Connected Aircraft / Disconnected Airlines Part II: The Strategic Imperative of eEnabled Aircraft

 In Perspectives

On the heels of “Connected Aircraft / Disconnected Airlines, Part I” comes an additional look at eEnablement’s cross-cutting impact on an airline’s operational and passenger engagement missions. Elevating eEnabled aircraft from a mere technology investment to an enterprise-wide strategic imperative will be critical if airlines and suppliers alike are to succeed in an increasingly connected environment. 


As discussed in the May 2015 Closed Loop/Avascent white paper, the advent of eEnablement (eE) is poised to revolutionize the aviation ecosystem by using “data creation, subscription, analysis, consolidation, and value-added capabilities” to help airlines more effectively achieve inherent operational and customer engagement missions.

Furthermore, eE will ensure an airline’s ability to integrate into the broader airline environment, where sharing data is vital to future success. In light of eE’s tremendous impact, it will be critical for airlines and industry to elevate eE as a strategic imperative and devote proper resources and attention to its successful design and implementation.

This is not unlike other critically important investments that have a dual impact on both an airline’s operations and customer engagement strategies, such as the aircraft themselves and cabin interiors.

Many assets and services that are inherently tied only to one mission or the other – not both – remain routine decisions that can be made effectively within the multitude of individual business units. A handful of other investments, however, have cross-cutting impact on both an airline’s operations as well as the customer’s travel experience, and therefore require greater attention by senior leadership given their far-reaching strategic importance.

Airlines and industry alike continue to treat eE as an aircraft-centric technology acquisition, ultimately leading to numerous project difficulties and failures that have been costly for airlines and suppliers alike. In reality, eE is an enterprise-wide strategic investment, because the benefits of eE heavily underpin both operational and customer engagement goals of the airline.

eEnabled Aircraft’s Impact on Operations & Customer Engagement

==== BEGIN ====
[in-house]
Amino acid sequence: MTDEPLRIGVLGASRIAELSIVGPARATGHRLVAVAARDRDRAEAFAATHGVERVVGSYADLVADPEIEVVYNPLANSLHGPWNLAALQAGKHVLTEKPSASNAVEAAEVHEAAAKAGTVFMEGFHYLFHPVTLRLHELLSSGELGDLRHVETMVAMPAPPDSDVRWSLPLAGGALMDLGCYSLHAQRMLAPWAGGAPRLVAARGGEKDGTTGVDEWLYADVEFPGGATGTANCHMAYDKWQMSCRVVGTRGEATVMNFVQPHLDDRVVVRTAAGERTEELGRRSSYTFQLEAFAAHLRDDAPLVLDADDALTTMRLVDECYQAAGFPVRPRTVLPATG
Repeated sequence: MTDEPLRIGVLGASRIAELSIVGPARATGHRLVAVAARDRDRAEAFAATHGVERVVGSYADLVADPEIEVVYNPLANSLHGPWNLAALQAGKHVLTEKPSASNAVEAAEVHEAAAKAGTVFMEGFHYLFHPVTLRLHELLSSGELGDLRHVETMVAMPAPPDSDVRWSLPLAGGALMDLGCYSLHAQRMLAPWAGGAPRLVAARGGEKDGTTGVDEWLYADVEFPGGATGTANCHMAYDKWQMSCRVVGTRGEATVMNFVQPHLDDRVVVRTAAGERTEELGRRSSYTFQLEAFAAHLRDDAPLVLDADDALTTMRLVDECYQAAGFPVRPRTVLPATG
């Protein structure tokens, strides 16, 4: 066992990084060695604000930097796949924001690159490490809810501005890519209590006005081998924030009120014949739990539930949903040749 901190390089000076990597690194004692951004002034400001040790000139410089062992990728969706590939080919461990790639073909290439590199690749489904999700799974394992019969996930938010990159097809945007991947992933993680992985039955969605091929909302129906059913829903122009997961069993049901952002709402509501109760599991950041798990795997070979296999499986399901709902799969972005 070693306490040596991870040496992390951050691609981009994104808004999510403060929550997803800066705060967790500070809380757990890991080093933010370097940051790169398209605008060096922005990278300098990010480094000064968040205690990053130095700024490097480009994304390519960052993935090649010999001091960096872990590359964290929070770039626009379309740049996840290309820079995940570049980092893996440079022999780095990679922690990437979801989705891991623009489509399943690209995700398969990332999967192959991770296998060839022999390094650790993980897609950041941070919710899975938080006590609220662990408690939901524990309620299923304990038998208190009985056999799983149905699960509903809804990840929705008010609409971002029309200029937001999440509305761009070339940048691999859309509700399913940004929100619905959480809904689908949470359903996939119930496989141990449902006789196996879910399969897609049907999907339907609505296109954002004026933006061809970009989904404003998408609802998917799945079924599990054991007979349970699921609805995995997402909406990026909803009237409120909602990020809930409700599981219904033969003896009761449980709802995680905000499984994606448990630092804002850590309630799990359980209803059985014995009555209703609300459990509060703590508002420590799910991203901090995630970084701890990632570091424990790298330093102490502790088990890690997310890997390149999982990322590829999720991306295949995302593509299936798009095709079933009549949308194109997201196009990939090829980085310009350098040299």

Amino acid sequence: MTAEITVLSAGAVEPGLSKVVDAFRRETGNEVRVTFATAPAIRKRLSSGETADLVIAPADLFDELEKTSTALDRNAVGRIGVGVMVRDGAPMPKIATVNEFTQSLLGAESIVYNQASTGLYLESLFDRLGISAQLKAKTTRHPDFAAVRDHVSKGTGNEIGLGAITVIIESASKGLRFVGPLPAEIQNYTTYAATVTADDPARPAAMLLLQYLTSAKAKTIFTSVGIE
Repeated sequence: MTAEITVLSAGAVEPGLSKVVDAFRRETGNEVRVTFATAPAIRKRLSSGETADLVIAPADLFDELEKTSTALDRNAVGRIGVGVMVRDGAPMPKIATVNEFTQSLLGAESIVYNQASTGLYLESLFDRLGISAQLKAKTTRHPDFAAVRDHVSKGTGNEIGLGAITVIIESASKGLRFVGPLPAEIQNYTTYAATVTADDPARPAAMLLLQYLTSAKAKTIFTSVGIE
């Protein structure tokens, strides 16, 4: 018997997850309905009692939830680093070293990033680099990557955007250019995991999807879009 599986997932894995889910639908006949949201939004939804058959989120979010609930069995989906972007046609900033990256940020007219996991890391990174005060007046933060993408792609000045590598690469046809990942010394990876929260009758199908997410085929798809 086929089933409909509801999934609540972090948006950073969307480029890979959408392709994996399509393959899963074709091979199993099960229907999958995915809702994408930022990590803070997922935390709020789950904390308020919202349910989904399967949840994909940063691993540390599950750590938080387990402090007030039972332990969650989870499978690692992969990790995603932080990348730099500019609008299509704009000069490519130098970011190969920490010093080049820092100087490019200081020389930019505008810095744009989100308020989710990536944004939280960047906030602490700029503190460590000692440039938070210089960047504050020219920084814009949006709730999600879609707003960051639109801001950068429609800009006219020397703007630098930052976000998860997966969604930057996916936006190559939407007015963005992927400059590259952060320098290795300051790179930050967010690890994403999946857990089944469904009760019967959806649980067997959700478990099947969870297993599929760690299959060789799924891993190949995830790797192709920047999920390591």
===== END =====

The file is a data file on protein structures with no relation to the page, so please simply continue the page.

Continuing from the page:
Integrating the plethora of aviation data ‘touch points’ (such as maintenance teams, flight ops, and airport crews) can provide real-time, actionable intelligence that drives enhanced situational awareness and improves decision-making, which ultimately supports operational efficiency and customer engagement goals. In an eEnabled aircraft environment, touch points that were once stagnant and stovepiped instead become data-driven and dynamic.

Such far-reaching benefits therefore require airlines to elevate eE decision-making processes such that executives develop enterprise-wide eE requirements. Suppliers meanwhile must think beyond just installing boxes on aircraft, and instead look to understand what technical solutions can best meet these cross-cutting airline needs.


For airlines and suppliers’ to remain competitive in a world increasingly defined by constant connectivity, eE must be given a chance to succeed by recognizing its far-reaching impact on airlines’ operational and passenger engagement missions. Just as the aircraft itself and cabin interiors demand significant attention given their tremendous impact on an airline’s success, eE now obligates both airline and suppliers to reconsider how they are allocating both internal resources and external support teams to this transformative investment area.

For airlines, near-term goals begin with developing thorough, enterprise-wide eE requirements that drive clear business outcomes. Similarly, suppliers must assess how their technology solutions can help airlines achieve key eE goals; this begins with a careful evaluation of the airline community’s diverse eE needs and acquiring an understanding of how legacy and upstart competitors alike are jockeying for airlines’ attention.

As outlined here and by other thought leaders in the aviation community, the path to an eEnabled aircraft clearly goes well beyond just installing boxes and antennas to the aircraft alone. In reality, it requires a substantial investment of time and resources to understand how new data streams across the enterprise can support essential airline missions. While this can be a daunting and largely uncharted new area to explore, bringing a measured and dedicated approach can allow the industry to break new ground and usher in the next era of aviation transformation.

Click here to read  Connected Aircraft / Disconnected Airlines, Part I

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